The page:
There’s evidence that wool products improve the quality of indoor environments as well. That’s because wool fibers naturally absorb indoor air pollutants, such as formaldehyde, sulfur dioxide, and nitrogen dioxide. Because wool won’t re-emit these contaminants after it collects them, some estimates show that wool carpets may work to purify the air for up to 30 years.

Where Wool Goes

Though wool makes up just 1.3 percent of all textiles, it accounts for 5 percent of recycled fabrics, which makes it one of the world’s most reused fibers. Wool also contains a high percentage of nitrogen, which allows it to act as a “slow-release” fertilizer, and it biodegrades quickly. When wool is exposed to moisture for prolonged periods — as in a compost heap or bin — it’ll break down quickly with the help of bacteria and fungi. A soil burial test from AgResearch revealed that wool fabrics lost 95 percent of their weight after 15 weeks in the ground.

In contrast, synthetic fibers, such as polyester, don’t decompose in a human time frame, and they’re contributing to microplastic pollution that leads to a host of environmental problems, including water pollution and toxicity throughout the food chain.

Wooly Woes

Wool is a sustainable material when sourced in ways that consider the health of planet, but the painful truth is that much of today’s wool production falls short of this ideal and puts more strain on the environment than necessary. One significant problem is overgrazing. Sheep need lots of pasture to feed on, and when they’re confined to small spaces, they’ll deplete the grass and be at greater health risks from crowding. To combat the spread of parasites alone, the United States applies more than 14,000 pounds of pesticides to sheep each year. Many of these contain compounds that are suspected endocrine disrupters, and they’re highly toxic to fish and amphibians when they contaminate regional water systems.

Even sustainably raised sheep take a toll on the environment because of their sheer numbers. New Zealand is home to 45 million sheep, and livestock in the region account for more than half of the country’s greenhouse gas emissions through the methane they produce. Because methane is highly efficient at trapping heat, its effect is more than 25 times greater than an equal weight of carbon dioxide.

Photo by Getty Images/FlairImages

How wool is processed also makes a difference in its environmental impact. Transforming raw wool into fabric requires plenty of heat, water, and chemicals, and much of the global wool supply is processed in countries with lower environmental standards to keep costs and processing time down. The fibers may be subjected to bleaches, which may leave behind dioxins and harsh scouring agents, such as formaldehyde, as well as chemical dyes that may harm both human health and the environment.

There’s also concern from an animal cruelty perspective. Merino sheep in particular often undergo tail docking and a controversial process called “mulesing,” in which the wrinkles of wool-bearing skin around the breech of a sheep is removed. These procedures are done to reduce the risk of potentially fatal infections from blowflies (“flystrike”), which are attracted to urine and feces caught by the wool; however, anaesthetics aren’t required to perform mulesing. New Zealand has banned this procedure, while Australian wool organizations promote mulesing accreditation programs and the use of analgesics as research continues for other solutions to solve the problem of flystrike.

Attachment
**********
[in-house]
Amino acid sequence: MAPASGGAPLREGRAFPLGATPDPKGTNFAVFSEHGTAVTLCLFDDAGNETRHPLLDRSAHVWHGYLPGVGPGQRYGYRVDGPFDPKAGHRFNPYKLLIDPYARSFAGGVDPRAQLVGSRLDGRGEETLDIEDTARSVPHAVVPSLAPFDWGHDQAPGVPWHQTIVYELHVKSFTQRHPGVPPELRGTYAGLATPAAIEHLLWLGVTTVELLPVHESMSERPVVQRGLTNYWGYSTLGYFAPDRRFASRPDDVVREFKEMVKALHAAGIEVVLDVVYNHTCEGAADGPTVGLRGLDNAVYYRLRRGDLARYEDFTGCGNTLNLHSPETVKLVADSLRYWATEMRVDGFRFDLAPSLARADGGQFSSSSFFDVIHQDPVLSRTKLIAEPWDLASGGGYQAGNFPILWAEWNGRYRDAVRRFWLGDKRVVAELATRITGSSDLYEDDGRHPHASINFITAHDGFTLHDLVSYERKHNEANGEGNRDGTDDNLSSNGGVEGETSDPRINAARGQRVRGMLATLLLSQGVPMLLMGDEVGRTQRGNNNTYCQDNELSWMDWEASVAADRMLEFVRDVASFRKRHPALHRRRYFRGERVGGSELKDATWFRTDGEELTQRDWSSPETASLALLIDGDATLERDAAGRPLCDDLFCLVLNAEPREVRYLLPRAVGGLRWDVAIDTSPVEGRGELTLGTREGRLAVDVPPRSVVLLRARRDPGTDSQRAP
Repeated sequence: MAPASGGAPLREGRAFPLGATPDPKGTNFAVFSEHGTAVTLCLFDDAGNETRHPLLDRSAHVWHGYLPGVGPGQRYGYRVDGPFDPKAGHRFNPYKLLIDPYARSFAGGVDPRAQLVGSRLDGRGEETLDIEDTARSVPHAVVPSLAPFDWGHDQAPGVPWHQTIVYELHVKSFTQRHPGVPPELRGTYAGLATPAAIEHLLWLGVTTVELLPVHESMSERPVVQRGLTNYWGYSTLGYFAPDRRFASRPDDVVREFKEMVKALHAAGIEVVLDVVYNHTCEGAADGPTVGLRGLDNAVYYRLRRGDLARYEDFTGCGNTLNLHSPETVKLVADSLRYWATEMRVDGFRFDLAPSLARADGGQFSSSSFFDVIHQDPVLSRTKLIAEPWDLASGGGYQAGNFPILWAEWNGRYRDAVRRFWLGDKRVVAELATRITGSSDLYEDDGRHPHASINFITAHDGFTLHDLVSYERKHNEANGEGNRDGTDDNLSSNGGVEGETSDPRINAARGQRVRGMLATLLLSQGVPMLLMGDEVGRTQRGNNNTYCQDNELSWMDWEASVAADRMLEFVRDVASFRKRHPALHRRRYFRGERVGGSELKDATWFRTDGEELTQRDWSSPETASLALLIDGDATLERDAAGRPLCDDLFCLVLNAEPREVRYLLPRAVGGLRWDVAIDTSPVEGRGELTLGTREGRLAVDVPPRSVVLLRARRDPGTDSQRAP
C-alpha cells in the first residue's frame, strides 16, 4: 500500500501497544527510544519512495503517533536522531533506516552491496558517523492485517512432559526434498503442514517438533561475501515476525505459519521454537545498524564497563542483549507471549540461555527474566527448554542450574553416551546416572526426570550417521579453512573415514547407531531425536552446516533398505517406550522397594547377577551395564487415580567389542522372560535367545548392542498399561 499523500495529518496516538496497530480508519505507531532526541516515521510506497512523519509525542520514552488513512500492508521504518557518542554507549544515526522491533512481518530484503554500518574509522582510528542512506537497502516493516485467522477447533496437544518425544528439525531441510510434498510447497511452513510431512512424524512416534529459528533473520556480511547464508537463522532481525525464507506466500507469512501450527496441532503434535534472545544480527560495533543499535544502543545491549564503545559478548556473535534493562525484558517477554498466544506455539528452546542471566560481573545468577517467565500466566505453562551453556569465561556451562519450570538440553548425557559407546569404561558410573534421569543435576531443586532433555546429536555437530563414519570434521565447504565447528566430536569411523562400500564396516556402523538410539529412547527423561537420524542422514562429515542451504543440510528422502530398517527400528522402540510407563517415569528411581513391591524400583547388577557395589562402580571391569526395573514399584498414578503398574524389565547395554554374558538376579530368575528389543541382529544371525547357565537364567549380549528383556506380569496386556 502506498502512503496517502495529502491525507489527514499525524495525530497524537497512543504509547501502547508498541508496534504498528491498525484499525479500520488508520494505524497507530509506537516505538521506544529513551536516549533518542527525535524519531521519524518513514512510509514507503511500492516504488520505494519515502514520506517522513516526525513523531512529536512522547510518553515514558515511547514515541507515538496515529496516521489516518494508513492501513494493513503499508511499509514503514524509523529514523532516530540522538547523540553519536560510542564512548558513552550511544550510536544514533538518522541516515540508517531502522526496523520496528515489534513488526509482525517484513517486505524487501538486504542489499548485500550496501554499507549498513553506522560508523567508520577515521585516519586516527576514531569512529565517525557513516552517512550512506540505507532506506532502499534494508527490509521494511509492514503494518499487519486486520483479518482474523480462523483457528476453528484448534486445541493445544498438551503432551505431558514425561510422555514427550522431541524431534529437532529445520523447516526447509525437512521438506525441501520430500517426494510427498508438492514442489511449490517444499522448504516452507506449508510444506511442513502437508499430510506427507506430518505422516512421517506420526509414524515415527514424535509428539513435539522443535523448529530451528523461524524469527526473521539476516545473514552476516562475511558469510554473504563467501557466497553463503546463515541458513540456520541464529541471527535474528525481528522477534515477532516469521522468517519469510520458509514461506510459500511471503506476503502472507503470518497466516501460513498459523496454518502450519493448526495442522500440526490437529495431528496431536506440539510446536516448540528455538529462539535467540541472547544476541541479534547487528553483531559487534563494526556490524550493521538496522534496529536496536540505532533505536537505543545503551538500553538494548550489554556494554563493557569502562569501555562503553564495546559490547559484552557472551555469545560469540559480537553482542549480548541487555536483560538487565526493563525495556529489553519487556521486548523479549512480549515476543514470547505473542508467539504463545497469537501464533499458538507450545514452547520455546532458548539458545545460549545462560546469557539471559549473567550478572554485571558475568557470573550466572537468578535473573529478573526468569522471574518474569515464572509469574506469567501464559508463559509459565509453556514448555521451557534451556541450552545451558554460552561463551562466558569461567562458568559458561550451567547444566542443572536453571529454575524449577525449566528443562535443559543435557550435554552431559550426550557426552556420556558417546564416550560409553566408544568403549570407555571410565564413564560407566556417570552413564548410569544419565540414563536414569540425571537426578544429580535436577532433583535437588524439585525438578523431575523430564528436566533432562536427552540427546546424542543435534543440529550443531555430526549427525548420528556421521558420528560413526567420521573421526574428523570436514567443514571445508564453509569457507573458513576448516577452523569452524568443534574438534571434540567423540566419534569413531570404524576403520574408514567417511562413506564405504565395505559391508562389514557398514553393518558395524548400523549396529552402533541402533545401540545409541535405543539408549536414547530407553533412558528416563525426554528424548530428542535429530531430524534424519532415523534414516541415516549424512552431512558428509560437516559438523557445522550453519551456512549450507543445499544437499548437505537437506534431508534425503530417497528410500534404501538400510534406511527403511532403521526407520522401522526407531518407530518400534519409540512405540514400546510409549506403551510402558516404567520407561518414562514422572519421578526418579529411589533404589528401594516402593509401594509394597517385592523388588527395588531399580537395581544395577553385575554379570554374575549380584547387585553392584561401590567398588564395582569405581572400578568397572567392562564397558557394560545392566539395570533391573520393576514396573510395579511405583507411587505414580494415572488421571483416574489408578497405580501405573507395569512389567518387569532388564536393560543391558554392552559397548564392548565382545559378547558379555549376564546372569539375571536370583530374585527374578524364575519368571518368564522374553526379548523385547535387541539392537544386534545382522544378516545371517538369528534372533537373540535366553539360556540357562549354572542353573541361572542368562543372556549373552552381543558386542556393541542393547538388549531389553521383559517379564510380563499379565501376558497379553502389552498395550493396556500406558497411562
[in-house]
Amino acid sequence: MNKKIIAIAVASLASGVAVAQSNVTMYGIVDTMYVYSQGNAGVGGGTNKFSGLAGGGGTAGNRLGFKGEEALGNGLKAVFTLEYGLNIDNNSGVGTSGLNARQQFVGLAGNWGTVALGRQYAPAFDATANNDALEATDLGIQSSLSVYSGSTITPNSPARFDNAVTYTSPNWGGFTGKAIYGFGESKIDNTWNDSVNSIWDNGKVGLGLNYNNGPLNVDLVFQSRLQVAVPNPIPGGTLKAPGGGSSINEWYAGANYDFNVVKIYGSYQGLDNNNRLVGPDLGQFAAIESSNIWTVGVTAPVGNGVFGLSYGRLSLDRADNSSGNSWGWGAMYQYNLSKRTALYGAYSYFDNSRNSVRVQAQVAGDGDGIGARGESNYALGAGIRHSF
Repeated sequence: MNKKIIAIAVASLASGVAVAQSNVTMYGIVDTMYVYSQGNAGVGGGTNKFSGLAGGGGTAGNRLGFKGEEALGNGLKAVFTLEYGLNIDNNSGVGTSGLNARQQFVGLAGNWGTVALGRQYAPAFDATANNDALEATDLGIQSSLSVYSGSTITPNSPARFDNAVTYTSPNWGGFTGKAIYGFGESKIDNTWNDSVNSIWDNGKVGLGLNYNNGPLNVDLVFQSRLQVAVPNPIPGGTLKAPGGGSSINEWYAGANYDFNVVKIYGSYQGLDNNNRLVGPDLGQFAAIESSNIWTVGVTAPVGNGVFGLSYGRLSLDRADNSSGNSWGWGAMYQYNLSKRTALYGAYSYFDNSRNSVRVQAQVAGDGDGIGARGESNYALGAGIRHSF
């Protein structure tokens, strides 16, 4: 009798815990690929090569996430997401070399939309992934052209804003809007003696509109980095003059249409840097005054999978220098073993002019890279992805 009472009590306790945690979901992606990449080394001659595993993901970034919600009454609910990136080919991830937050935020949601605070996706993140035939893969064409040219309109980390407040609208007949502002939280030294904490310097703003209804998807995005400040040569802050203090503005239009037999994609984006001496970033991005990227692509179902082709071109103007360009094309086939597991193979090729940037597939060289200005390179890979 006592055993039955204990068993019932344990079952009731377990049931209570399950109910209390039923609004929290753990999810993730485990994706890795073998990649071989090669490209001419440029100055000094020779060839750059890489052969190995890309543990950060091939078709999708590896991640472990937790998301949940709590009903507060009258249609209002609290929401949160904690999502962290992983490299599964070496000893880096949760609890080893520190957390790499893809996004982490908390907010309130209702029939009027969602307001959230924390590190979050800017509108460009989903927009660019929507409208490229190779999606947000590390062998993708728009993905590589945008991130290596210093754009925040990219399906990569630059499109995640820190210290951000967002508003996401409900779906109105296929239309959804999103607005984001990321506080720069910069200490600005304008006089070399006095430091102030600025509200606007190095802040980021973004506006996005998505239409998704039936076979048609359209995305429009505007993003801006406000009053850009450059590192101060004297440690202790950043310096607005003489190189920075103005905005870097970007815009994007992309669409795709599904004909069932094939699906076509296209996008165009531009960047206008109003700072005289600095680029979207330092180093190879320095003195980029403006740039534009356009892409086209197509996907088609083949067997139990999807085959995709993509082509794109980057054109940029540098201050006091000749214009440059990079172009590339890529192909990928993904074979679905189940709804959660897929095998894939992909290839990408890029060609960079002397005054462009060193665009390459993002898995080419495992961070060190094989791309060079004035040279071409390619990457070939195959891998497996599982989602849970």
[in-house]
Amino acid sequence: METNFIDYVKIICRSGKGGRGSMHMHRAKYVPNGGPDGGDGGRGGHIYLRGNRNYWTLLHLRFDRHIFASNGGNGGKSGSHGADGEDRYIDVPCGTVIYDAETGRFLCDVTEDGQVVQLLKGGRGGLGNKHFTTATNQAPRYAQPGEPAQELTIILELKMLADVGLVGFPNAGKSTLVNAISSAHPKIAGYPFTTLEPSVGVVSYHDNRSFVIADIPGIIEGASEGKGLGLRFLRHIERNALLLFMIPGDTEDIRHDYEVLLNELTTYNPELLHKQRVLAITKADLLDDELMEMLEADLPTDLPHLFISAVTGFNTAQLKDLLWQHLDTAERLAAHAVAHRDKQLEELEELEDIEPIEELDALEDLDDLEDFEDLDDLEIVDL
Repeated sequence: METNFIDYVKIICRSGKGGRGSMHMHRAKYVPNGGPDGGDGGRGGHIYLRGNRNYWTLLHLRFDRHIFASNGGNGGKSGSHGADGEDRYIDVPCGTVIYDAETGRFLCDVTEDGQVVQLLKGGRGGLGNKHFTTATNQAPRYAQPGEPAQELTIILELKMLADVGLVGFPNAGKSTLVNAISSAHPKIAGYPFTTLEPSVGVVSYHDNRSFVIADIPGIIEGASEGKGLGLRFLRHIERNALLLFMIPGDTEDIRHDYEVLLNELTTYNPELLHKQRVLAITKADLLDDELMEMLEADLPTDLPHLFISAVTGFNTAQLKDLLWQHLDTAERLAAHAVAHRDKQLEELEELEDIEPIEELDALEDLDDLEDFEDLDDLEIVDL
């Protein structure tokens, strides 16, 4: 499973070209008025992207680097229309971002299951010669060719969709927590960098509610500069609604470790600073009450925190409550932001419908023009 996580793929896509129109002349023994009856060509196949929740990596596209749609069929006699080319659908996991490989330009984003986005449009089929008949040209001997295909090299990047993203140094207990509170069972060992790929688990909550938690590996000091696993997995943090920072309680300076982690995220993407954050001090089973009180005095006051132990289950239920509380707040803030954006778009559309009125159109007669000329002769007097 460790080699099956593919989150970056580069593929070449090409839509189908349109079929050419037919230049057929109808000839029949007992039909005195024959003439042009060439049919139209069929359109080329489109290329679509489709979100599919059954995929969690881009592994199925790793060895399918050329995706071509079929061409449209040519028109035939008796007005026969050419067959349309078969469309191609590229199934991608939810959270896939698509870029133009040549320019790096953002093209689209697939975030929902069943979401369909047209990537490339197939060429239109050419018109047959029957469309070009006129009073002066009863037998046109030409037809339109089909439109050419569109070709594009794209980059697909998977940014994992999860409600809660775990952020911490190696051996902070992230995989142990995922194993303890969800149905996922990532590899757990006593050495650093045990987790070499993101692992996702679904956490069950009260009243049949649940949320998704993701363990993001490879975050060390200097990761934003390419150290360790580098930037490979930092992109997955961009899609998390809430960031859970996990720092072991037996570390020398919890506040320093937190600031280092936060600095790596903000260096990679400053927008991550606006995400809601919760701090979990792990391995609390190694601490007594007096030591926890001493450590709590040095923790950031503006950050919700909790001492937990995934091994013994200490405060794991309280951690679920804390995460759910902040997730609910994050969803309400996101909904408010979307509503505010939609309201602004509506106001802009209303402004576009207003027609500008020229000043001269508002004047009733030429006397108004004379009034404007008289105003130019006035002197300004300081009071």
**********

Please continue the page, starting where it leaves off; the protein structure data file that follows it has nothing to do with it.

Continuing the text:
How to Buy Ethical Wool

With these concerns in mind, how can you ensure the wool you wear isn’t hurting the planet? The best step you can take is to buy less and keep wearing the clothing you have. If you need new sweaters, seek out used options to keep existing wool garments in use for as long as possible, or seek out clothing made from recycled fibers. When buying new, be sure to look through the numerous certifications that provide information about a brand’s environmental sustainability and treatment of animals and laborers, including the Responsible Wool Standard, ZQ Merino Standard, Good On You ratings, and the Soil Association Organic Standards.

It’s also smart to avoid products that boast they’re made of “smart wools” with high-performance capabilities, especially if you’re chemically sensitive. These fibers often undergo treatment with a rigorous combination of chemicals during manufacturing to change their natural structure and make them resistant to felting, which some people might find irritating.

Photo by Adobe Stock/Alexander Raths

If you’re looking for a way to make a significant difference with your wool purchases, seek out locally spun, organic yarn so you can support your community. Buying organic will ensure you’re financially supporting sound environmental practices that promote healthy soil, water systems, and sheep. Likewise, organic wool doesn’t get doused in chemicals during the production process, so you won’t be exposing your skin to those compounds as you wear it. This is good for allergy sufferers, as many who react to wool are actually sensitive to the dyes and scouring agents used to treat it. 

Overall, wool garments tend to last longer than cotton or silk garments, and they have a lower environmental impact than synthetics. When your wool clothing is too worn to mend anymore, you can compost it, and you can support sustainable agriculture by buying replacement garments from reputable producers.

Lydia Noyes is a freelance author who primarily writes about health, wellness, and gardening. She and her husband recently moved to Michigan to start a small farm after three years on a mountain homestead in central Appalachia.